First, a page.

The word "stakeholder" in the first sentence is very slippery. It seems to include the victims of a virus, who might suffer damage. But, does it apply to the store clerks who lose their jobs to Amazon and other companies who are moving commerce online? If so, are the programmers at Amazon responsible to "undo or mitigate the harm" for those clerks who lose their jobs? Or is Amazon? Another example is that Microsoft worked very hard to take the market away from WordPerfect and Lotus 123 and others. Are Microsoft programmers supposed to "undo or mitigate the harm" to the programmers in the competitors who are put out of business? Are IT workers who make reports and put middle-managers out of work just as bad. Should IT workers "undo or mitigate the harm" to unemployed managers? If not, then why should a hacker who steals money be sanctioned. After all, a hacker who steals $1000 has much less of an impact on lives than when Amazon programmers destroy careers.
The third paragraph has several problems.
** The list "best practices for design, development, testing" is more of a practitioner and manager practice, rather than an explanation of "harm." This paragraph may belong in section 2.1 or perhaps 5.1 "Shared Programmer and Manager Practices."
** The phrase "should follow generally accepted best practices" is troublesome. Back before say 2005, Agile was not one of those practices. This phrase encourages conservatism and implies that there is nothing important left to learn in the field. This point actually contradicts other points below that encourage continuing education, because if we already know all the best practices, there really is no need for continuing education. All new ideas and all research and all innovations start out as "not best practices" and ethics must allow change, unless "ethics" is merely a tool to kill change.
** The sentence "the consequences of emergent systems and data aggregation should be carefully analyzed" is very, very troublesome. It contradicts itself. Emergent systems are ones that cannot be analyzed, and must be incrementally developed and understood. Unless you can predict the future. Only the non-emergent, predictable, planable systems can be analyzed. This sentence could be interpreted as "in all those cases where you must use Agile, use the Waterfall instead." This would use an ethics document to make a political point that doesn't even work. This sentence could be expanded to explain emergent and non-emergent systems and when and where each kind of process works. It is probably easier to delete the sentence.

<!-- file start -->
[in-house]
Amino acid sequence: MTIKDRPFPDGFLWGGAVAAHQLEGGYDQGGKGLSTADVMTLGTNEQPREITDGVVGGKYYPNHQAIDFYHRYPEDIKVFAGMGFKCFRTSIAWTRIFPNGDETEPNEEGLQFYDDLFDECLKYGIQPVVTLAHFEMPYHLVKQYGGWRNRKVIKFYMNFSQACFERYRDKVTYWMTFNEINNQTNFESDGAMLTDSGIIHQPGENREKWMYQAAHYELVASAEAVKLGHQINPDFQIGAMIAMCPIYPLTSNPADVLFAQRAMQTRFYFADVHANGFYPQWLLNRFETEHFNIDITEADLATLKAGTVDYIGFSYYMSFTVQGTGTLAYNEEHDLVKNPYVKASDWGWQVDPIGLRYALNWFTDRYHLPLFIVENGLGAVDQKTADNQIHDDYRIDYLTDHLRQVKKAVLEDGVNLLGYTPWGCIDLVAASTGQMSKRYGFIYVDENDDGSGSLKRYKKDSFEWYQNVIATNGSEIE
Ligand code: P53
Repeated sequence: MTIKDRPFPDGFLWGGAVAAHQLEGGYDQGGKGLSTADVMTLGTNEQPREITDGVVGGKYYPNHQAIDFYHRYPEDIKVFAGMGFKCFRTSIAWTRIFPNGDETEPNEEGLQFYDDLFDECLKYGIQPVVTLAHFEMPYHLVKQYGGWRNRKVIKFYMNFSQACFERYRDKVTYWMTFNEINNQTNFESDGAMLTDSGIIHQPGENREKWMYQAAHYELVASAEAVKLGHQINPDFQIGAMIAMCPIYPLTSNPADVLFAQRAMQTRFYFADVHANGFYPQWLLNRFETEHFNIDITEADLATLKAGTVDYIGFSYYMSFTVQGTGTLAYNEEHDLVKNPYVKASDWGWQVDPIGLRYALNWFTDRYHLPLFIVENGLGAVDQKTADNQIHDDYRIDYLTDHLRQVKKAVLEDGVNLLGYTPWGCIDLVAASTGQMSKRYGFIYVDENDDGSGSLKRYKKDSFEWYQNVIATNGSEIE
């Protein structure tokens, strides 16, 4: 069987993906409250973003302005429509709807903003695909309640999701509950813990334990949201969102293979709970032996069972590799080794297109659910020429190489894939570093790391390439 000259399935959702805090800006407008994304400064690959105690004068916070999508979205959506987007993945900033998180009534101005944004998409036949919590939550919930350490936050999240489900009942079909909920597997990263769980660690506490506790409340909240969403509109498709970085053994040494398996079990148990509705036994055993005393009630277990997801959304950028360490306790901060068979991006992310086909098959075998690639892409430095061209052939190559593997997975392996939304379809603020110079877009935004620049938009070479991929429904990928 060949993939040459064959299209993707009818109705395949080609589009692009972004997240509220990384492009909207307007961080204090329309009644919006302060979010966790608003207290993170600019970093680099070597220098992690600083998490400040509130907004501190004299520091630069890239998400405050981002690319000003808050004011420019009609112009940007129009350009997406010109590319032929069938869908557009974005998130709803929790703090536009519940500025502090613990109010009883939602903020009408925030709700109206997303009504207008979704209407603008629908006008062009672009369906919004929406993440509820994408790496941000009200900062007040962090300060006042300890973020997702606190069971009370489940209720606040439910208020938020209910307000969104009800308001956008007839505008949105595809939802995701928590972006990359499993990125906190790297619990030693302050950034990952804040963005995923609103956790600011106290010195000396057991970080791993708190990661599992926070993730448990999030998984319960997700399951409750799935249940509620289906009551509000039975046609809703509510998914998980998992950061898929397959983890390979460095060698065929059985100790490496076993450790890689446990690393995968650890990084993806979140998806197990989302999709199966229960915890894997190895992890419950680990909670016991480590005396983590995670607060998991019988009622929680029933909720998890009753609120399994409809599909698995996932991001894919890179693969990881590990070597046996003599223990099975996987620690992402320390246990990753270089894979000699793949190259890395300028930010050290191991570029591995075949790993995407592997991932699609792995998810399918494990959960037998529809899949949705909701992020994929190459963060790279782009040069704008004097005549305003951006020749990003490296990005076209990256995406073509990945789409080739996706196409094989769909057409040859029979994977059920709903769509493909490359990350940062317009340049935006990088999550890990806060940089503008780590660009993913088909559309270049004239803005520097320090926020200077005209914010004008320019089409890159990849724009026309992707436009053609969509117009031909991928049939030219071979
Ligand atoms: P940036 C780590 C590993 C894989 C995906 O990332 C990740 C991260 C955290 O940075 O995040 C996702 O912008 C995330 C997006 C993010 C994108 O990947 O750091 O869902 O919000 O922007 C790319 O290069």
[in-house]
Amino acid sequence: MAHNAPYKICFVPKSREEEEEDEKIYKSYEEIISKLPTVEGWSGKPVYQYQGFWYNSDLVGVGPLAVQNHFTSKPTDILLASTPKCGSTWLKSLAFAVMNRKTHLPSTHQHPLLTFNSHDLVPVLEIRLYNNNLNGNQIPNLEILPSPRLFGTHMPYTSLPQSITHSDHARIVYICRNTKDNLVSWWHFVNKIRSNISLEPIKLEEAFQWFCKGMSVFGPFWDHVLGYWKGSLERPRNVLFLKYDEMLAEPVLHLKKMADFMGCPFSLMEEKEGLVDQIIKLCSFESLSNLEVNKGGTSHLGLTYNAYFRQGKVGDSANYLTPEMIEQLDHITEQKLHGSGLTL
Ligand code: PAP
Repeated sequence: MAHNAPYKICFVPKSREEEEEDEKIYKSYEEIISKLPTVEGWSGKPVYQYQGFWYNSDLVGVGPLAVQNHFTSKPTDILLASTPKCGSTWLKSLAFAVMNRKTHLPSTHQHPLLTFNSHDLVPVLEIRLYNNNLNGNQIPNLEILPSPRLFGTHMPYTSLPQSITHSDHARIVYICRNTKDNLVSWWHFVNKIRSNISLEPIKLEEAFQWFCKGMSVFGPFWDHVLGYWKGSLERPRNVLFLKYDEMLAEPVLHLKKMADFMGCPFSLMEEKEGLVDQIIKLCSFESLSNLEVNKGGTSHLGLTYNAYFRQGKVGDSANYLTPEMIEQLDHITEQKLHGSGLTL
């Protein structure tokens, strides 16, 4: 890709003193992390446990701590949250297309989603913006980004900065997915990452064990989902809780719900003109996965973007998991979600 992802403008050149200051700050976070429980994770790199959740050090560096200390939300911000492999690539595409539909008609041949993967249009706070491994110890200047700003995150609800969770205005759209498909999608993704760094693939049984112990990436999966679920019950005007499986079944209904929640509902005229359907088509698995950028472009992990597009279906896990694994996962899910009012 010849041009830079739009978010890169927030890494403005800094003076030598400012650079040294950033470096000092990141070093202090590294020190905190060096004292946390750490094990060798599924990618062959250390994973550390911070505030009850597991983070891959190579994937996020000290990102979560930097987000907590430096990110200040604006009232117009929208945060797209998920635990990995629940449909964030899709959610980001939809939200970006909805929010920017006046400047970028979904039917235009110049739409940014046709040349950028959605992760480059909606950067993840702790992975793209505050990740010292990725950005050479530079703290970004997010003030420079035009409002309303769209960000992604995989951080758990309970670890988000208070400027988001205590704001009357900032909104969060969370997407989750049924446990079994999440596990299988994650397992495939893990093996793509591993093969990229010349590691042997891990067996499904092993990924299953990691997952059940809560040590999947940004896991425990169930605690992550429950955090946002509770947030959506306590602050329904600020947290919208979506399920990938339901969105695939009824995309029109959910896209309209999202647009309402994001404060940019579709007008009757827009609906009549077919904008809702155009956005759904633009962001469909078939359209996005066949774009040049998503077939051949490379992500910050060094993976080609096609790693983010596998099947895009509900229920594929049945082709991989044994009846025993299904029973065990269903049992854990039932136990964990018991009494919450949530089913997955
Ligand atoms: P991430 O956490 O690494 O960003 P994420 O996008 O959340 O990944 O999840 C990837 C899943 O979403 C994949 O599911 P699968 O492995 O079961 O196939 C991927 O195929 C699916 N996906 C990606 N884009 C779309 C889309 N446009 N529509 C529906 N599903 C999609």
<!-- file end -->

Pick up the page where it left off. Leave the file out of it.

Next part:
The first sentence of the last paragraph should be like "Computing professionals have additional obligations …" They have this obligation at work as well as when they volunteer, and so on. Why limit?
Another problem with the section is that many issues are organizational, not professional. No individual could be held responsible for bugs in a large app, like Office or Linux, because they are so huge. The bugs must be fixed by the organization. Individuals work through organizations and the code of ethics does not really show that it understands the role of companies and open-source organizations in the economy. Organizations can do many things that are beyond the ability of individuals.
In the first paragraph, move references to ACM to 4.2. Or possibly add section "1.8 ACM Obligations" as a separate moral principle.
The sentence "Systems whose risks are unpredictable …" is problematic. Unless you can predict the future, then all systems have unpredictable risks. If you require "predictable risks" then no app should ever be deployed. Risks are a huge field that cannot be reduced to 2 paragraphs. I know of no tool or app that cannot be abused.
What does the word "special" mean in "special trust" and "special responsibilities"? Removing "special" still makes sense, and I don't know what it refers to.
The second paragraph is most cross reference, and should be deleted.
The paragraph that starts "the major underlying principle …" is about something more general. Probably it should be moved to somewhere in section 1.